Richard and CP24 anchor Nathan Downer have a look at the weekend’s new movies including “The Dark Tower,” the eco-documentary “An Inconvenient Sequel: Truth to Power,” the latest Kathryn Bigelow film “Detroit” and the culinary road trip of “The Trip to Spain.”
Richard sits in with CTV NewsChannel anchor Marcia MacMillan to have a look at the big weekend movies including “The Dark Tower,” the eco-documentary “An Inconvenient Sequel: Truth to Power” and the latest Kathryn Bigelow film “Detroit.”
A new feature from from ctvnews.ca! The Crouse Review is a quick, hot take on the weekend’s biggest movies! This week Richard looks at “The Dark Tower,” the eco-documentary “An Inconvenient Sequel: Truth to Power” and the latest Kathryn Bigelow film “Detroit.”
Richard sits in with CKTB morning show host Tim Denis to discuss the weekend’s flickers including “The Dark Tower,” the eco-documentary “An Inconvenient Sequel: Truth to Power” and the latest Kathryn Bigelow film “Detroit.”
A decade after the glorified PowerPoint presentation “An Inconvenient Truth” won the Best Documentary Oscar and opened a lot of eyes to the effects of climate change comes a follow-up, “An Inconvenient Sequel: Truth To Power.”
For better and for worse the new film feels more like a movie than it predecessor. The slide show hasn’t completely disappeared but it is enhanced by the addition of on-the-ground footage, extensive interviews with Al Gore and news reports.
The film begins with Gore’s critics. Labelled everything from a con man to Nazi propagandist Joseph Goebbels the audio clips remind us of the polarizing reaction to the first film. They are also the last voices of dissent we hear in the film. From here on in it’s the Al Gore Show—someone even gushes, “I wish I could call you Mr. President!”—as he tells rapt crowds about the Biblical threat of melting ice caps and the link between Zika and climate change, travels the world spreading his gospel and do media interviews. We get to know the man behind the PowerPoint through footage of him at his ancestral home, some family photographs and several revealing moments where he expresses doubt that his crusade is working quickly enough.
Gore is a friendly figure, a slow talking baritone with a bit of a drawl, but don’t let the Will Rogers persona fool you, he’s a canny spokesman. His language is filled with highly charged catchphrases about “rain bombs,” or how climate change is “a movement that will advance mankind” and how and why the world is under an “existential threat.” He’s a skilled speaker, ramping up the message through carefully chosen words and rational, although frequently impassioned, assessment of scientific facts.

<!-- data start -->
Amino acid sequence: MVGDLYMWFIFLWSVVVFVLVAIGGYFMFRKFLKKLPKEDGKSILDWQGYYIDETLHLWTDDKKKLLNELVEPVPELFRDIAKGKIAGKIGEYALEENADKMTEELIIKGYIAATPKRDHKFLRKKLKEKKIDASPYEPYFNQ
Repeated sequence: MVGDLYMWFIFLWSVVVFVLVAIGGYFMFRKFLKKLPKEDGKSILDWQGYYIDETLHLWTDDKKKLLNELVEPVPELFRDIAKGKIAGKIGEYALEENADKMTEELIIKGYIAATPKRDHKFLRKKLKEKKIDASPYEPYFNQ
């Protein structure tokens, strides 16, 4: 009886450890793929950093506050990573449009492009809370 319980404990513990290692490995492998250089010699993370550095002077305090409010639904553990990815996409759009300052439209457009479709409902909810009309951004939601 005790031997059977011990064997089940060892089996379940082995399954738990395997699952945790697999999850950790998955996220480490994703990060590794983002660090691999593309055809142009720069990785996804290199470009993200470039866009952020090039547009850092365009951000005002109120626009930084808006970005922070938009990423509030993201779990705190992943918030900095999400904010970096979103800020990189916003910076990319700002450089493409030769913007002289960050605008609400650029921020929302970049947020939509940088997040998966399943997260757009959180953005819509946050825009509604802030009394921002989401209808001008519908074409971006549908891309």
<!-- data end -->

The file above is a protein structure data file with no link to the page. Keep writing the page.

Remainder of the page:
To bolster Gore’s words the film relies on pie charts, graphs and facts and figures galore but it is the images that resonate. Footage of streets melting in Valsad, India in 128° weather or anticipatory mass graves dug in Asia in preparation of deaths from extreme weather are powerful images that once seen won’t be soon forgotten.
Gore’s verbiage may employ hyperbole but by-and-large the film doesn’t. In terms of traditional drama, a conflict to move you further ahead in your seat, the best the movie can do follows the Prime minister of Indian’s announcement that it would be morally wrong not to use fossil fuel to bring energy to 300 of his people who currently are without power. Gore jumps into action, trying to negotiate lower interest rates so India can cheaply invest in solar rather than coal and oil. It’s not exactly Hitchcock, but it does add some real life tension to the facts and figures.
“An Inconvenient Sequel: Truth To Power” works better as a timely call to action than a movie entertainment. Canadians will note footage of the fires at Fort McMurray and a cameo from Justin Trudeau while all viewers worldwide are urged to “Fight Like Your World Depends On It” and become environmentally aware citizens.
Welcome to the House of Crouse. This week the late, great George A. Romero puts an end to one of the most enduring film legends of all time. Then the former Vice President of the United States drops by to discuss his new documentary “An Inconvenient Sequel: Truth to Power” and what to do when it gets so hot the street starts to melt. Stop by and sit a spell, it’s good stuff. Also, there is a great pun inhere somewhere about the pairing of the Zombie King and a man named Gore, but we are too tasteful to make it.